May #101 : Founder's Letter - by Sean Strub

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Table of Contents

The POZ Decade-Bare Witness

The POZ Decade

The POZ Decade-1994

The POZ Decade-1995

The POZ Decade-1996

Let’s Talk About Sex

The POZ Decade-1997

The POZ Decade-1998

The POZ Decade-1999

The POZ Decade-2000

The POZ Decade-2001

Star Wars

The POZ Decade-2002

The POZ Decade-2003


Catching Up

Come Together Right Now

10 Unsung Heroes

Then & Now

Death Wish

In Sickness & in Health

In My Life

Angels & Devils

Postscripts From the Edge

Where It’s At

Below the Radar

The Right Moves

Vital Signs

Checkup Check-In

Wish You Were Here?

Future Hits

Future Blocks

Top 10 Side Effects

Nurse Knew It All

10 More Pills

Fabulously Positive

The 10 Wackiest AIDS “Cures"

Founder's Letter


The Gift of Life

Most Popular Lessons

The HIV Life Cycle


Herpes Simplex Virus

Syphilis & Neurosyphilis

Treatments for Opportunistic Infections (OIs)

What is AIDS & HIV?

Hepatitis & HIV

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May 2004

Founder's Letter

by Sean Strub

A decade ago, when POZ launched, the media, popular culture and even many in our own communities had all but taken away the possibility of survival from those of us with HIV. They assumed we were destined for awful, painful deaths. HIV was typically described as a “ticking time bomb” inside us; AIDS was “inevitably fatal,” “dread” and “incurable.” Who could survive in the face of such imposed hopelessness?

Remarkably, we could. We have survived by refusing to hide in silence. By fighting those who would divide us into risk groups and manipulate us as political categories. And by together creating first the belief in survival, then a movement to support it and finally the science and services to treat the virus. We have created an extraordinary community—one that transcends many differences and boundaries—and that, at its best, cares not only about AIDS but about one another. In the process of our survival, we have learned a lot. We have learned especially that our lives are most meaningful when we use them to care, teach and love.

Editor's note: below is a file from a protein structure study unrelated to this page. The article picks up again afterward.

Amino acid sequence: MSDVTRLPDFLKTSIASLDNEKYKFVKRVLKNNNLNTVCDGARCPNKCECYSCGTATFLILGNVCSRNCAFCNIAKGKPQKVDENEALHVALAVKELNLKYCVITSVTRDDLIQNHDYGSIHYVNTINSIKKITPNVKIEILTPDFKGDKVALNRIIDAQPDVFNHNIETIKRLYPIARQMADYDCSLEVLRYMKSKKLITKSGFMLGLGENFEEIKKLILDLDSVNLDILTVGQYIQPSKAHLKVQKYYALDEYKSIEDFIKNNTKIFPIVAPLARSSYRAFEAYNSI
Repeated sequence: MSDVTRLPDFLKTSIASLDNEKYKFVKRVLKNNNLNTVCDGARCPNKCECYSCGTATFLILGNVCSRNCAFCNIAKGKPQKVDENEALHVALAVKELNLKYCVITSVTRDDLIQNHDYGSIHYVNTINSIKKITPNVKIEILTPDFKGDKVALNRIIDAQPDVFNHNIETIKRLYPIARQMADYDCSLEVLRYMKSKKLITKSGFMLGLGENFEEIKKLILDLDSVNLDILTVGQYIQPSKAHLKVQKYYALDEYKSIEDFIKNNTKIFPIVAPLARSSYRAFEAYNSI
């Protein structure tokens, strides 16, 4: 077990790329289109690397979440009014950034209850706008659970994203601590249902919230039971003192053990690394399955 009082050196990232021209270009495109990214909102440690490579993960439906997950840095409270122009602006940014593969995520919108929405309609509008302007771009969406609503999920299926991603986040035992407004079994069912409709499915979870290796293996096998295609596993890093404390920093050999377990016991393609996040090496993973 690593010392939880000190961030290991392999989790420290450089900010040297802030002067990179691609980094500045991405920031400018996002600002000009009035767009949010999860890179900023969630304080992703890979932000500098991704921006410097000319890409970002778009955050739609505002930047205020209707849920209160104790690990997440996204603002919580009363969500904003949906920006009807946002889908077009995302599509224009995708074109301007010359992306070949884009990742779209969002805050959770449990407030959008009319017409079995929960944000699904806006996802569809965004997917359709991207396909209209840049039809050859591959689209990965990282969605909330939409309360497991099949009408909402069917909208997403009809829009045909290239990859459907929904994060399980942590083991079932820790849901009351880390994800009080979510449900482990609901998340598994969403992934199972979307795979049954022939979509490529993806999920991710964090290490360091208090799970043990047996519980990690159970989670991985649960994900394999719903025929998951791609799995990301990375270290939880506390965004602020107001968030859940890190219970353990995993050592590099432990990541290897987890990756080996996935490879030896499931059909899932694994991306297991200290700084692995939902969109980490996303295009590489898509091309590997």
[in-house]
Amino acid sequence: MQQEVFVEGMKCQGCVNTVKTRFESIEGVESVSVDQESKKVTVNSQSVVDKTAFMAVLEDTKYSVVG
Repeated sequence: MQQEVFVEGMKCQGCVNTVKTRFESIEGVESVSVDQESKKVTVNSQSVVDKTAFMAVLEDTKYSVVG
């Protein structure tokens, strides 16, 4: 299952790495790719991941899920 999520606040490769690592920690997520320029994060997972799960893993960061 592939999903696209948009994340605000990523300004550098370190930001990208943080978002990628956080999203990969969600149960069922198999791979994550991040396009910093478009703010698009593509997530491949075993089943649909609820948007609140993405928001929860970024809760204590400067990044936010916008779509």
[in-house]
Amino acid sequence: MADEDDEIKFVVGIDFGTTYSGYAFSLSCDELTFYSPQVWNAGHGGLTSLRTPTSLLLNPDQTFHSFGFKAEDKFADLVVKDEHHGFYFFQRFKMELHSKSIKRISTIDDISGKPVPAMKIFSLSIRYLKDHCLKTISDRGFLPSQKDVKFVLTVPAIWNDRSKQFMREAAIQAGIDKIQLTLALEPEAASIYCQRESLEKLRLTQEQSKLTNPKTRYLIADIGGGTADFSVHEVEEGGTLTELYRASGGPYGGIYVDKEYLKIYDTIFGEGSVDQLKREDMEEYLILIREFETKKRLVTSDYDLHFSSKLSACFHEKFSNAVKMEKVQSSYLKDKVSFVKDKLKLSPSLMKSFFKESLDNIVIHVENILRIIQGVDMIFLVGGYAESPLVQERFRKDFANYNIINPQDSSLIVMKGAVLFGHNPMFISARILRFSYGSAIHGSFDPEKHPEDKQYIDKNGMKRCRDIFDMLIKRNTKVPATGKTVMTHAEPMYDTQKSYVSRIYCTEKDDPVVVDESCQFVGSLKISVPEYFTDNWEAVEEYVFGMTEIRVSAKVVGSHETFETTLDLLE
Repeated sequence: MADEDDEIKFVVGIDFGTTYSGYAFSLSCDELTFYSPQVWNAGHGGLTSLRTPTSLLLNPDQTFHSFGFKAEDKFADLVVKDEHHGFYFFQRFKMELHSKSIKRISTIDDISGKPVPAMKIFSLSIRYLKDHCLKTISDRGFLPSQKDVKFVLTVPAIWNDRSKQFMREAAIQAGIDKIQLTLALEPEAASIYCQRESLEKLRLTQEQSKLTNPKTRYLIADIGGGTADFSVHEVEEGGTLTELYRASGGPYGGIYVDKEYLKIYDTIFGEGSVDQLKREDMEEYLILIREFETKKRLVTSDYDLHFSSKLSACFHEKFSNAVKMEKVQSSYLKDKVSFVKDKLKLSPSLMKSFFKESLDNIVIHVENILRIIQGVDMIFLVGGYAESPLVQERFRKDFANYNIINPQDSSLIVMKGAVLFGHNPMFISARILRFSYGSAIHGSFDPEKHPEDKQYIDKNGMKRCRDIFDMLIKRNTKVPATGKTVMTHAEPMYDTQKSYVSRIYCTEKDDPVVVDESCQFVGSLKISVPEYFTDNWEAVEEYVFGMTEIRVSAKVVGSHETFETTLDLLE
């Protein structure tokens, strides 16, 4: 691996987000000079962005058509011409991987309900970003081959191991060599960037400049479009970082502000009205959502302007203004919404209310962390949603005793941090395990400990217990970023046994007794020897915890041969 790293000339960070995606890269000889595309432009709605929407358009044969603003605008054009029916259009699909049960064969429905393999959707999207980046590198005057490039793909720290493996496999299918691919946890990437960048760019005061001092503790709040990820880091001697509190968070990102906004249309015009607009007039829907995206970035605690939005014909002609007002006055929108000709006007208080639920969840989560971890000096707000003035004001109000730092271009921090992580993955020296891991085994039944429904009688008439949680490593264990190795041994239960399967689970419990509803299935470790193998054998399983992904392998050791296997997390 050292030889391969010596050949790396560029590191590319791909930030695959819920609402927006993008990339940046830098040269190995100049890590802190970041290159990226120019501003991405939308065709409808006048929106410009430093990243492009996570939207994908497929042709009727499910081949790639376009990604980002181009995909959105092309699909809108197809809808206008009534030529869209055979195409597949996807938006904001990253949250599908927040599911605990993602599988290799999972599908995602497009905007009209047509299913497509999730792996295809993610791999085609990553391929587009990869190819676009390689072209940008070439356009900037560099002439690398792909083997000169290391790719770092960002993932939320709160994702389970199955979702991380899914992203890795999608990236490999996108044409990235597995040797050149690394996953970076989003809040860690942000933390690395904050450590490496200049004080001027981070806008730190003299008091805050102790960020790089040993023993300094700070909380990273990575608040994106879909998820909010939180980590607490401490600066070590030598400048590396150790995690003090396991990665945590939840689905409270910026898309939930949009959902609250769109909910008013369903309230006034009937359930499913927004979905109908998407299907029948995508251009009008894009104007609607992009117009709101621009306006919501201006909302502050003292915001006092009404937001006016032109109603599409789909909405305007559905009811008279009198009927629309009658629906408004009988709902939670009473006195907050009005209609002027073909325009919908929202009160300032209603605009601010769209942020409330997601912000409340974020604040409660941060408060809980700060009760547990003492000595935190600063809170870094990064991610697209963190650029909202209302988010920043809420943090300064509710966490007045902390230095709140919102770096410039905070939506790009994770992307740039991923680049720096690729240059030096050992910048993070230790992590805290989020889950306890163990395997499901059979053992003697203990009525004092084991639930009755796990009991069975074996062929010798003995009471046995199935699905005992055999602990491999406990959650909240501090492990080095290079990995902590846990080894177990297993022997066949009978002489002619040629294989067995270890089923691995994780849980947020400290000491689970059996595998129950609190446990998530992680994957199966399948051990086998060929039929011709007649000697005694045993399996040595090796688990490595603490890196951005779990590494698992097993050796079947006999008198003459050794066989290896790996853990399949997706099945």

We have witnessed what it means not to have access to treatment that could save our lives. We understand dying young and alone. We have wondered why we were chosen to survive. No matter how much health the new therapies bring, we have learned that we will not truly be well until we take on the agonizing burdens of addiction, homelessness, mental illness, poverty, racism, sexism and homophobia.

The power of POZ is in our commitment to tell the truth about the epidemic, no matter how painful or costly, whether about treatment philosophy or sexual responsibility, activists or the drug industry. The truth has often been ugly, accusing a culture and political leadership, in particular our current president, of having values more dangerous than AIDS itself. But POZ isn’t the magazine it was 10 years ago. Nor should it be, as AIDS isn’t the epidemic it was 10 years ago. As you read this special 10th anniversary issue, I hope you’ll agree that year after year, issue after issue, we’ve gone where our integrity, determination to tell the truth and unique ability to inspire one another has been most needed.

Survival is cause for celebration—for a magazine as for an individual. But every celebration in the AIDS epidemic is also a memorial. For we cannot celebrate without recalling the sacred memories of those we have lost. We celebrate because it gives meaning to the sacrifice, activism, prayer and dedication they expended on our behalf. So in celebrating, our spirits are nourished, as are those we remember. Our celebration is infused with the pride of a community that has shown itself to be an inspiring example of love and caring, even in the face of intense hatred, ignorance and indifference. The men and women who came together to mark POZ’s 10th anniversary—and to help create the cover for this issue—express in their nakedness the pride and defiance, gratitude and grieving that make up our celebration. Their descriptions of what the experience meant to them (see "Bare Witness") also bear eloquent witness to this.

To editor in chief Walter Armstrong and the entire staff, to our readers and friends, I want to say thank you for what together we are able to achieve with POZ. Disease is not destiny. Seeing ourselves not just as people with HIV, but with hearts, minds, bodies and lives, is healing. Our ability to act every day from that common humanity can heal not only ourselves but our diseased and endangered world.

-- Sean O'Brien Strub,
Founder, e-mail:

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